# How to prove that for $x$,$y$ positive if $x > y$, then $\frac{1+2x}{1+x} > \frac{1+2y}{1+y}$?

How can I prove this inequality?

$$\frac{{1+2x}}{1+x}\geq \frac{1+2y}{1+y}$$

• Answers > votes > work shown – The Chaz 2.0 Apr 26 '12 at 23:48

## 10 Answers

$$\frac{1+2x}{1+x} - \frac{1+2y}{1+y} = \frac{(1+y)(1+2x) - (1+x)(1+2y)}{(1+x)(1+y)} = \frac{x-y}{(1+x)(1+y)}$$

Cross-multiply: The statement given is true if and only if:$$(1+2x)(1+y)\geq (1+2y)(1+x)$$ if and only if$$1+2x+y+2xy\geq 1+2y+x+2xy$$ if and only if $$x \geq y$$

• The first step uses the postulate, that rather breaks "if and only if". – Ben Voigt Apr 26 '12 at 23:54
• @BenVoigt: Huh? The first statement holds if and only if the last statement holds. How are you "breaking" the chain? – Arturo Magidin Apr 27 '12 at 4:10
• @Arturo: The cross-multiplication step relies on the OTHER part of the postulate, that x+1 and y+1 are both positive. – Ben Voigt Apr 27 '12 at 4:32
• @BenVoigt: It is all being done under the assumption of $x,y$ positive, yes. – Arturo Magidin Apr 27 '12 at 4:33

The function $$f(x)=\frac{1+2x}{1+x}=1+\frac{x}{1+x}=2-\frac{1}{1+x}$$ is a strictly increasing function, i.e., $x > y \implies f(x) > f(y)$. This can be seen if you graph it, take its derivative if calculus is allowed or perhaps simplest of all, if you notice, after André Nicolas's kind comment, that $x > y > 0$ $\implies 1+x > 1+y$ $\implies \frac1{1+x} < \frac1{1+y}$ $\implies -\frac1{1+x} > -\frac1{1+y}$ $\implies 2-\frac1{1+x} > 2-\frac1{1+y}$ (when we take the reciprocal of both sides, we need that $1+x$ and $1+y$ have the same sign).

Its graph looks like $y=-\frac1x$ but with the origin shifted to $(-1,2)$ (and then appropriately clipped for $x > 0$), as can be seen by substituting $y-2$ for $y$ and $x+1$ for $x$ in the above. In particular, the graph on the whole real line consists of two hyperbolae in the second and fourth quadrants and horizontal and vertical asymptotes along the axes, all relative to the shifted origin.

Its derivative is $f\,'(x)=(x+1)^{-2}$ which is strictly positive for $x\ne-1$.

• Good mention of the geometry. At the algebra level, if $x>y$, then $2-\frac{1}{1+x}$ subtracts less from $2$ than $2-\frac{1}{1+y}$. – André Nicolas Apr 26 '12 at 22:29

As $(1+x)(1+y)$ is positive, we have

\begin{eqnarray*} & \dfrac{1+ 2x}{1+x} & \ > & \dfrac{1 +2y }{1 + y} \\ \Leftrightarrow & (1+ 2x)(1+y) & \ > & (1+2y)(1+x) \\ \Leftrightarrow & 1 + 2x + y + 2xy &\ >& 1+ 2y + x + 2yx \\ \Leftrightarrow & x & \ > & y \\ \end{eqnarray*}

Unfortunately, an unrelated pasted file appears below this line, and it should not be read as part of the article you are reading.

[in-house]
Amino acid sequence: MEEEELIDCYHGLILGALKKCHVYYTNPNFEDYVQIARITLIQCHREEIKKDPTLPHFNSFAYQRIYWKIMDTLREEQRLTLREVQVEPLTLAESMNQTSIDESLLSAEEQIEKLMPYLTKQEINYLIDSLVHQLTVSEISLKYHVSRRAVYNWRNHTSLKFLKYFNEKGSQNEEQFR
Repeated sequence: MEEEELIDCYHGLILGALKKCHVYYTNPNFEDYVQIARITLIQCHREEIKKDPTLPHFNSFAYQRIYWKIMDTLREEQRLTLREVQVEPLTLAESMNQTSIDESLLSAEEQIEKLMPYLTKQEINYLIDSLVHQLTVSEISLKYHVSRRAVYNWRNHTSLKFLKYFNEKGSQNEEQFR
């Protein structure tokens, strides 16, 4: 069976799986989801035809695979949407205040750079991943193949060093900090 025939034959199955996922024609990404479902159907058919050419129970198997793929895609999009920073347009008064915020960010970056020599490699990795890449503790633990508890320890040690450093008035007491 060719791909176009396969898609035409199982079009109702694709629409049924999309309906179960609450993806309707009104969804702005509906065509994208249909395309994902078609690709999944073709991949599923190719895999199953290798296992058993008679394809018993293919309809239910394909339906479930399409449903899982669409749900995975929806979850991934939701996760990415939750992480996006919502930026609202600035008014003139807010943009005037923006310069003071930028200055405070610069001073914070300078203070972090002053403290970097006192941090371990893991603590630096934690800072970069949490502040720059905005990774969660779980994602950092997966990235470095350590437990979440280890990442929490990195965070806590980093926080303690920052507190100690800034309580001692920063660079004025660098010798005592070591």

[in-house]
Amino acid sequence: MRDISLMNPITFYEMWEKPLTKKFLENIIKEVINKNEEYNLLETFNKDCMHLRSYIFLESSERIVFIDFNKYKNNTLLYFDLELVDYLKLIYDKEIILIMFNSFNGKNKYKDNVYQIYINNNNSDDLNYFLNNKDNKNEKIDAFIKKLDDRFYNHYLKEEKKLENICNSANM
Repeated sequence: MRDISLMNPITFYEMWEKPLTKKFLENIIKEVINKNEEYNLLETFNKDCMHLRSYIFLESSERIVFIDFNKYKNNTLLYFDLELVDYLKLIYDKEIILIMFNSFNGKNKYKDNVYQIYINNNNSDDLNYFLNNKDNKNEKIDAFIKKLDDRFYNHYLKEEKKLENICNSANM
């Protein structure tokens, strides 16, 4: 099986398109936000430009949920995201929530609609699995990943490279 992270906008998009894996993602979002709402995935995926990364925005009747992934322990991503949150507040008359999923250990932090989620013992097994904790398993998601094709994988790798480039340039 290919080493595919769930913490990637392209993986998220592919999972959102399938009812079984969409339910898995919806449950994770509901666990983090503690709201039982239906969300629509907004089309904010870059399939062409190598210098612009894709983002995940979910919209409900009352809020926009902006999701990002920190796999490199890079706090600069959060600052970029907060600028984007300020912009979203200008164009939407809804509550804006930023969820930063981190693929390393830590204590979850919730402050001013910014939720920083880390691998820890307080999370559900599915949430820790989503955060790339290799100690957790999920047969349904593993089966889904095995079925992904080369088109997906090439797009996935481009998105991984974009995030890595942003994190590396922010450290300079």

• You should have $\geq$, not $>$. – Pedro Tamaroff Apr 26 '12 at 22:58

Using trigonometry:

Put $x = \tan^2{\theta}$ for $\theta \in (0, \frac{\pi}{2})$.

$$\frac{1 + 2x}{1 +x} = \frac{1 + 2 \tan^2 \theta}{\sec^2 \theta} = \cos^2 \theta + 2 \sin^2 \theta = 1 + \sin^2 \theta$$

Since $\sin^2 \theta$ and $\tan^2 \theta$ are strictly increasing functions of $\theta \in (0, \frac{\pi}{2})$, we are done.

It's sometimes nice to work backward, as long as you can reverse each step you take--for example, don't multiply an equation by zero (not that you would), because there's no going back from that.

Note that since $x>y>0$, then $1+x>1+y$, and $1+x,1+y>0$ (so multiplication or division by $1+x,1+y$ won't have any effect on inequalities, and is reversible). Further note that for any real $z$, we have $1+2z=1+z+z$, so as long as $z\neq-1$, $\frac{1+2z}{1+z}=\frac{1+z}{1+z}+\frac{z}{1+z}=1+\frac{z}{1+z}$. With these observations, we can work backward from the desired conclusion (as expressed in the title of the post). In particular, given any real $x,y>0$, the following steps all work out. $$\begin{eqnarray*} \frac{1+2x}{1+x}>\frac{1+2y}{1+y} & \Leftrightarrow & 1+\frac{x}{1+x}>1+\frac{y}{1+y}\\ & \Leftrightarrow & \frac{x}{1+x}>\frac{y}{1+y}\\ & \Leftrightarrow & \frac{x}{1+x}(1+x)(1+y)>\frac{y}{1+y}(1+x)(1+y)\\ & \Leftrightarrow & x+xy>y+xy\\ & \Leftrightarrow & x>y.\end{eqnarray*}$$

Once you've got something like this, you can provide a nice, step-by-step progression from start to finish. It isn't always easy to work from end-to-beginning this way, nor is a beginning-to-end approach always best. Sometimes you may want to work from beginning and end, and try to make them meet in the middle. It's good to stay flexible.